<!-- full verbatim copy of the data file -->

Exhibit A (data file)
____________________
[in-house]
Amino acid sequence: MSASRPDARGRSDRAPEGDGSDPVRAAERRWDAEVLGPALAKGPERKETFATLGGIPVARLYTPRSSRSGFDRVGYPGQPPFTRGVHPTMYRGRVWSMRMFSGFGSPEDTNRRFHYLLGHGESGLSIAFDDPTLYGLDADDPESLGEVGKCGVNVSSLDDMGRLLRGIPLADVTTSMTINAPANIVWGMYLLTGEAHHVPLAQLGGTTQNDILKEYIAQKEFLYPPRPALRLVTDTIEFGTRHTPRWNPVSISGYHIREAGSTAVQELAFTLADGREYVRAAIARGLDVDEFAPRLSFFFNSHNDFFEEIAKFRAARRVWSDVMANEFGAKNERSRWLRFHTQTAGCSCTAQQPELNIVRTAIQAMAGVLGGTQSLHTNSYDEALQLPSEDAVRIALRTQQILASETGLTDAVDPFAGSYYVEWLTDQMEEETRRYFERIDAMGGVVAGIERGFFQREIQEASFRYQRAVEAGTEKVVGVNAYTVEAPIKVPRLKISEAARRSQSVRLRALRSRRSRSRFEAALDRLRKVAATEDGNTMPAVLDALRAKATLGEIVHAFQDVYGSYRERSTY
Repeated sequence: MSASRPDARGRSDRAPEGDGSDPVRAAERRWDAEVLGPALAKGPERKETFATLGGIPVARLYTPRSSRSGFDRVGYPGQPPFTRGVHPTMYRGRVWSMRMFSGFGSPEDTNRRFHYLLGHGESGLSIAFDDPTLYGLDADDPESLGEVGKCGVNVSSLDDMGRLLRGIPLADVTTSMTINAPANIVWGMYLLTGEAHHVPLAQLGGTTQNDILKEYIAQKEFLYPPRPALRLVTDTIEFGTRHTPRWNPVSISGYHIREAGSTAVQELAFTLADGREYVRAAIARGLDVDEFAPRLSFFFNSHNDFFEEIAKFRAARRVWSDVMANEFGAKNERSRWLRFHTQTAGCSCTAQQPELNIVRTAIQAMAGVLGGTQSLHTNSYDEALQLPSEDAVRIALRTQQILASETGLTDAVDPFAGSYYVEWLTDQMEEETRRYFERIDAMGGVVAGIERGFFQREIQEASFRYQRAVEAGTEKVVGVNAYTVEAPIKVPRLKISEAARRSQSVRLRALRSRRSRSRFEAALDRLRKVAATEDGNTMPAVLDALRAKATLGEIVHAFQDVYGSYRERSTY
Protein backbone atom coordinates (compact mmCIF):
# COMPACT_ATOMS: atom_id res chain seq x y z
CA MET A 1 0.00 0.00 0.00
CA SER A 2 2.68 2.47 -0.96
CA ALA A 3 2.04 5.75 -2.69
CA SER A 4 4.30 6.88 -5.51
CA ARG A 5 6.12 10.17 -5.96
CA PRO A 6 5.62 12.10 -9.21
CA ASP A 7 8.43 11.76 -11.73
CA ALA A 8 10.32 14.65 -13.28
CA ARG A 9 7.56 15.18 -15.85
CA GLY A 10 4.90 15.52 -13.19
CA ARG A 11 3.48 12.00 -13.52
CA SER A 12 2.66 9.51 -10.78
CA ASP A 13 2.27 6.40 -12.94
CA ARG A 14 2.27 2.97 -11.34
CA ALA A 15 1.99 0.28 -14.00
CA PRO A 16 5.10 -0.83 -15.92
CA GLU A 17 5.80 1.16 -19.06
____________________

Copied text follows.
[in-house]
Amino acid sequence: MSASRPDARGRSDRAPEGDGSDPVRAAERRWDAEVLGPALAKGPERKETFATLGGIPVARLYTPRSSRSGFDRVGYPGQPPFTRGVHPTMYRGRVWSMRMFSGFGSPEDTNRRFHYLLGHGESGLSIAFDDPTLYGLDADDPESLGEVGKCGVNVSSLDDMGRLLRGIPLADVTTSMTINAPANIVWGMYLLTGEAHHVPLAQLGGTTQNDILKEYIAQKEFLYPPRPALRLVTDTIEFGTRHTPRWNPVSISGYHIREAGSTAVQELAFTLADGREYVRAAIARGLDVDEFAPRLSFFFNSHNDFFEEIAKFRAARRVWSDVMANEFGAKNERSRWLRFHTQTAGCSCTAQQPELNIVRTAIQAMAGVLGGTQSLHTNSYDEALQLPSEDAVRIALRTQQILASETGLTDAVDPFAGSYYVEWLTDQMEEETRRYFERIDAMGGVVAGIERGFFQREIQEASFRYQRAVEAGTEKVVGVNAYTVEAPIKVPRLKISEAARRSQSVRLRALRSRRSRSRFEAALDRLRKVAATEDGNTMPAVLDALRAKATLGEIVHAFQDVYGSYRERSTY
Repeated sequence: MSASRPDARGRSDRAPEGDGSDPVRAAERRWDAEVLGPALAKGPERKETFATLGGIPVARLYTPRSSRSGFDRVGYPGQPPFTRGVHPTMYRGRVWSMRMFSGFGSPEDTNRRFHYLLGHGESGLSIAFDDPTLYGLDADDPESLGEVGKCGVNVSSLDDMGRLLRGIPLADVTTSMTINAPANIVWGMYLLTGEAHHVPLAQLGGTTQNDILKEYIAQKEFLYPPRPALRLVTDTIEFGTRHTPRWNPVSISGYHIREAGSTAVQELAFTLADGREYVRAAIARGLDVDEFAPRLSFFFNSHNDFFEEIAKFRAARRVWSDVMANEFGAKNERSRWLRFHTQTAGCSCTAQQPELNIVRTAIQAMAGVLGGTQSLHTNSYDEALQLPSEDAVRIALRTQQILASETGLTDAVDPFAGSYYVEWLTDQMEEETRRYFERIDAMGGVVAGIERGFFQREIQEASFRYQRAVEAGTEKVVGVNAYTVEAPIKVPRLKISEAARRSQSVRLRALRSRRSRSRFEAALDRLRKVAATEDGNTMPAVLDALRAKATLGEIVHAFQDVYGSYRERSTY
Protein backbone atom coordinates (compact mmCIF):
# COMPACT_ATOMS: atom_id res chain seq x y z
CA MET A 1 0.00 0.00 0.00
CA SER A 2 2.68 2.47 -0.96
CA ALA A 3 2.04 5.75 -2.69
CA SER A 4 4.30 6.88 -5.51
CA ARG A 5 6.12 10.17 -5.96
CA PRO A 6 5.62 12.10 -9.21
CA ASP A 7 8.43 11.76 -11.73
CA ALA A 8 10.32 14.65 -13.28
CA ARG A 9 7.56 15.18 -15.85
CA GLY A 10 4.90 15.52 -13.19
CA ARG A 11 3.48 12.00 -13.52
CA SER A 12 2.66 9.51 -10.78
CA ASP A 13 2.27 6.40 -12.94
CA ARG A 14 2.27 2.97 -11.34
CA ALA A 15 1.99 0.28 -14.00
CA PRO A 16 5.10 -0.83 -15.92
CA GLU A 17 5.80 1.16 -19.06